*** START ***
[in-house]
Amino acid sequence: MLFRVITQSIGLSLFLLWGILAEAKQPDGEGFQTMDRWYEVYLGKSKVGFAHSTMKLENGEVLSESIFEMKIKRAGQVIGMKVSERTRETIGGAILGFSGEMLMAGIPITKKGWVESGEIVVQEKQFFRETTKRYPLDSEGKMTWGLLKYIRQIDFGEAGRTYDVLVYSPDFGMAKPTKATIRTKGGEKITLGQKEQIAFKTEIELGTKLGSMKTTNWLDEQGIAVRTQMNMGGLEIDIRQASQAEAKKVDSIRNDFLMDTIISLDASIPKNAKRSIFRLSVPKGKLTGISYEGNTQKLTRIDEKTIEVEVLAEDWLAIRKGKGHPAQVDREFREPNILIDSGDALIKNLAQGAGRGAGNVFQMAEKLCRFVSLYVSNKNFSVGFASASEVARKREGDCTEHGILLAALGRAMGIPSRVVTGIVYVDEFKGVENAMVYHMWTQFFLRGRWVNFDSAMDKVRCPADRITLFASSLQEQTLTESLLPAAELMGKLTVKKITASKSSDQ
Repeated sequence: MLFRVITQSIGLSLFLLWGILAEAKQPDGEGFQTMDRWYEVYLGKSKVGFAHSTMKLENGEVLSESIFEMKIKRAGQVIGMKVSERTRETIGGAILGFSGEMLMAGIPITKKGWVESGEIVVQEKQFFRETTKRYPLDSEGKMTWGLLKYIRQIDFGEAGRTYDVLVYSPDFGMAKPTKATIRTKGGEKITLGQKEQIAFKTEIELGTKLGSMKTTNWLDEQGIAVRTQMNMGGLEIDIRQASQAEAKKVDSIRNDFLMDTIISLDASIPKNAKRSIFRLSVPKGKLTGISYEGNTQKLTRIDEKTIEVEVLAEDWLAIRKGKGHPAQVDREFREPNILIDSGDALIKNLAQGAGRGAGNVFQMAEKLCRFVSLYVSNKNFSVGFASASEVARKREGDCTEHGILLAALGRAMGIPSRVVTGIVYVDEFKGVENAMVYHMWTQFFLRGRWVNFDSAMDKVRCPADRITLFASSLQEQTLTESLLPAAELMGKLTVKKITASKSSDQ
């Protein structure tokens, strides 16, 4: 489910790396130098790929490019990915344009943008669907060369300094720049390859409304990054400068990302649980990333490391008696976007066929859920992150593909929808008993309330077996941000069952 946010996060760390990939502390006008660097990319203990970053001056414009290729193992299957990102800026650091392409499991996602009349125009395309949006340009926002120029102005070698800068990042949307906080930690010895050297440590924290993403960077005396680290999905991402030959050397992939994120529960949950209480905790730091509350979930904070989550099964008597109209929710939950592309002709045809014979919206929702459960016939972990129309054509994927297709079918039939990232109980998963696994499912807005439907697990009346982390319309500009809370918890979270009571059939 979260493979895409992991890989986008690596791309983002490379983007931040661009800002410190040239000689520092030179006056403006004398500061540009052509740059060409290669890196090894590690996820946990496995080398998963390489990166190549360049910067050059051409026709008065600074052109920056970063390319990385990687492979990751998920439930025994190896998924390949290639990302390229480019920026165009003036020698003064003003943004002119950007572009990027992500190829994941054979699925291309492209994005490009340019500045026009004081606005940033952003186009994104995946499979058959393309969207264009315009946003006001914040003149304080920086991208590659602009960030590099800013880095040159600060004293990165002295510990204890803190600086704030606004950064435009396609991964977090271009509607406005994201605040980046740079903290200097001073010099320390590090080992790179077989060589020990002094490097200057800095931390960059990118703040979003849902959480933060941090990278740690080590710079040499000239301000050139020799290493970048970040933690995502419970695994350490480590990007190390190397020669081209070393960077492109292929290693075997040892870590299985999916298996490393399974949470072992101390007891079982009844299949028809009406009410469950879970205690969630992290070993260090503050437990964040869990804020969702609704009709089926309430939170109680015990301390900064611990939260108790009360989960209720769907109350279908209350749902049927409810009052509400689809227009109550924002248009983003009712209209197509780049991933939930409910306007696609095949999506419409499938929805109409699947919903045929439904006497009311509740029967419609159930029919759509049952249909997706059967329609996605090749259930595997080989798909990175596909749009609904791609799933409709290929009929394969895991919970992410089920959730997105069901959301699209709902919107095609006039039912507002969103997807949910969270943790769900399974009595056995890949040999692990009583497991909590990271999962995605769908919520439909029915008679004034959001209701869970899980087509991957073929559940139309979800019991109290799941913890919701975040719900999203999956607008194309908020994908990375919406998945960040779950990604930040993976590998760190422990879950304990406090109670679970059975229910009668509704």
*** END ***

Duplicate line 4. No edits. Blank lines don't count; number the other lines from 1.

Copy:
């Protein structure tokens, strides 16, 4: 489910790396130098790929490019990915344009943008669907060369300094720049390859409304990054400068990302649980990333490391008696976007066929859920992150593909929808008993309330077996941000069952 946010996060760390990939502390006008660097990319203990970053001056414009290729193992299957990102800026650091392409499991996602009349125009395309949006340009926002120029102005070698800068990042949307906080930690010895050297440590924290993403960077005396680290999905991402030959050397992939994120529960949950209480905790730091509350979930904070989550099964008597109209929710939950592309002709045809014979919206929702459960016939972990129309054509994927297709079918039939990232109980998963696994499912807005439907697990009346982390319309500009809370918890979270009571059939 979260493979895409992991890989986008690596791309983002490379983007931040661009800002410190040239000689520092030179006056403006004398500061540009052509740059060409290669890196090894590690996820946990496995080398998963390489990166190549360049910067050059051409026709008065600074052109920056970063390319990385990687492979990751998920439930025994190896998924390949290639990302390229480019920026165009003036020698003064003003943004002119950007572009990027992500190829994941054979699925291309492209994005490009340019500045026009004081606005940033952003186009994104995946499979058959393309969207264009315009946003006001914040003149304080920086991208590659602009960030590099800013880095040159600060004293990165002295510990204890803190600086704030606004950064435009396609991964977090271009509607406005994201605040980046740079903290200097001073010099320390590090080992790179077989060589020990002094490097200057800095931390960059990118703040979003849902959480933060941090990278740690080590710079040499000239301000050139020799290493970048970040933690995502419970695994350490480590990007190390190397020669081209070393960077492109292929290693075997040892870590299985999916298996490393399974949470072992101390007891079982009844299949028809009406009410469950879970205690969630992290070993260090503050437990964040869990804020969702609704009709089926309430939170109680015990301390900064611990939260108790009360989960209720769907109350279908209350749902049927409810009052509400689809227009109550924002248009983003009712209209197509780049991933939930409910306007696609095949999506419409499938929805109409699947919903045929439904006497009311509740029967419609159930029919759509049952249909997706059967329609996605090749259930595997080989798909990175596909749009609904791609799933409709290929009929394969895991919970992410089920959730997105069901959301699209709902919107095609006039039912507002969103997807949910969270943790769900399974009595056995890949040999692990009583497991909590990271999962995605769908919520439909029915008679004034959001209701869970899980087509991957073929559940139309979800019991109290799941913890919701975040719900999203999956607008194309908020994908990375919406998945960040779950990604930040993976590998760190422990879950304990406090109670679970059975229910009668509704």